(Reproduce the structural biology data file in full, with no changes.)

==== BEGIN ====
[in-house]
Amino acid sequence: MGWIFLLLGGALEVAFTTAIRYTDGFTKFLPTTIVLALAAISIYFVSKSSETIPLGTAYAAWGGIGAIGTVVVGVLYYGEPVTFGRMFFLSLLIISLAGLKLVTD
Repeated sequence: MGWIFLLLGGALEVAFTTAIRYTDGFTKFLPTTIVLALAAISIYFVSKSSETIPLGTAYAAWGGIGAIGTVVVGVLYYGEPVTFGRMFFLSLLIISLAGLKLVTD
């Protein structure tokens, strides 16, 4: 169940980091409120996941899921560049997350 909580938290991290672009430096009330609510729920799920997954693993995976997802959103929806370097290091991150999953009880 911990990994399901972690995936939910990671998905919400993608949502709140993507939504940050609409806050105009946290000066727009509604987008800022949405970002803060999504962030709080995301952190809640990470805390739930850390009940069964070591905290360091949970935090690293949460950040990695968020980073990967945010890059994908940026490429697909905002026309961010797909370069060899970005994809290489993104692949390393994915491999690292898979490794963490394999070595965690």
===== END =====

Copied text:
[in-house]
Amino acid sequence: MGWIFLLLGGALEVAFTTAIRYTDGFTKFLPTTIVLALAAISIYFVSKSSETIPLGTAYAAWGGIGAIGTVVVGVLYYGEPVTFGRMFFLSLLIISLAGLKLVTD
Repeated sequence: MGWIFLLLGGALEVAFTTAIRYTDGFTKFLPTTIVLALAAISIYFVSKSSETIPLGTAYAAWGGIGAIGTVVVGVLYYGEPVTFGRMFFLSLLIISLAGLKLVTD
């Protein structure tokens, strides 16, 4: 169940980091409120996941899921560049997350 909580938290991290672009430096009330609510729920799920997954693993995976997802959103929806370097290091991150999953009880 911990990994399901972690995936939910990671998905919400993608949502709140993507939504940050609409806050105009946290000066727009509604987008800022949405970002803060999504962030709080995301952190809640990470805390739930850390009940069964070591905290360091949970935090690293949460950040990695968020980073990967945010890059994908940026490429697909905002026309961010797909370069060899970005994809290489993104692949390393994915491999690292898979490794963490394999070595965690």